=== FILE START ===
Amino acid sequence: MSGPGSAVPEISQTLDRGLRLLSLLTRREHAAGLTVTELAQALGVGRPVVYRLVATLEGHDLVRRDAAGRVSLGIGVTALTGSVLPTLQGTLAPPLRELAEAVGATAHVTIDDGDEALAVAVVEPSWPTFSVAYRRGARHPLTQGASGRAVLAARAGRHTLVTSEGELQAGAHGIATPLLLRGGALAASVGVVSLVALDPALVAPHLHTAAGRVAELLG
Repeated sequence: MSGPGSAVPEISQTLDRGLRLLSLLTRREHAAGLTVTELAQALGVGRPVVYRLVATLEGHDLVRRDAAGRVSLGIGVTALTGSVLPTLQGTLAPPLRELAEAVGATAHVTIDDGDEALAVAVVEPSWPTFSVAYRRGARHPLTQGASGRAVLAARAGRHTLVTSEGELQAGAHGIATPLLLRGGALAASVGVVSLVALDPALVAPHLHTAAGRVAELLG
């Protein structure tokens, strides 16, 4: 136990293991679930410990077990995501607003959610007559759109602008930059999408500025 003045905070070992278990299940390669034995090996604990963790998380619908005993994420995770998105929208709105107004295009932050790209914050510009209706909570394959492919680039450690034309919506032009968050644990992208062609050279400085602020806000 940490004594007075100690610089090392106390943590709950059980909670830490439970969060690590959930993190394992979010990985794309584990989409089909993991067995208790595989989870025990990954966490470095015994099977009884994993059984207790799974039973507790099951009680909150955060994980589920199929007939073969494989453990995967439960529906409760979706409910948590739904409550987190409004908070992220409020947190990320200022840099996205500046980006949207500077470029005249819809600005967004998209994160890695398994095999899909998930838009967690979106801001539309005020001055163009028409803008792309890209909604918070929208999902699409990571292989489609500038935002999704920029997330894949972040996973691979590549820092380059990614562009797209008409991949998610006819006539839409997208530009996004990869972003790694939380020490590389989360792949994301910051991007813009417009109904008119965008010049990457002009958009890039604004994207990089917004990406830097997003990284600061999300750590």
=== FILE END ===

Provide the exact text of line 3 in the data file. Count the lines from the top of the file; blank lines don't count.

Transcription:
């Protein structure tokens, strides 16, 4: 136990293991679930410990077990995501607003959610007559759109602008930059999408500025 003045905070070992278990299940390669034995090996604990963790998380619908005993994420995770998105929208709105107004295009932050790209914050510009209706909570394959492919680039450690034309919506032009968050644990992208062609050279400085602020806000 940490004594007075100690610089090392106390943590709950059980909670830490439970969060690590959930993190394992979010990985794309584990989409089909993991067995208790595989989870025990990954966490470095015994099977009884994993059984207790799974039973507790099951009680909150955060994980589920199929007939073969494989453990995967439960529906409760979706409910948590739904409550987190409004908070992220409020947190990320200022840099996205500046980006949207500077470029005249819809600005967004998209994160890695398994095999899909998930838009967690979106801001539309005020001055163009028409803008792309890209909604918070929208999902699409990571292989489609500038935002999704920029997330894949972040996973691979590549820092380059990614562009797209008409991949998610006819006539839409997208530009996004990869972003790694939380020490590389989360792949994301910051991007813009417009109904008119965008010049990457002009958009890039604004994207990089917004990406830097997003990284600061999300750590």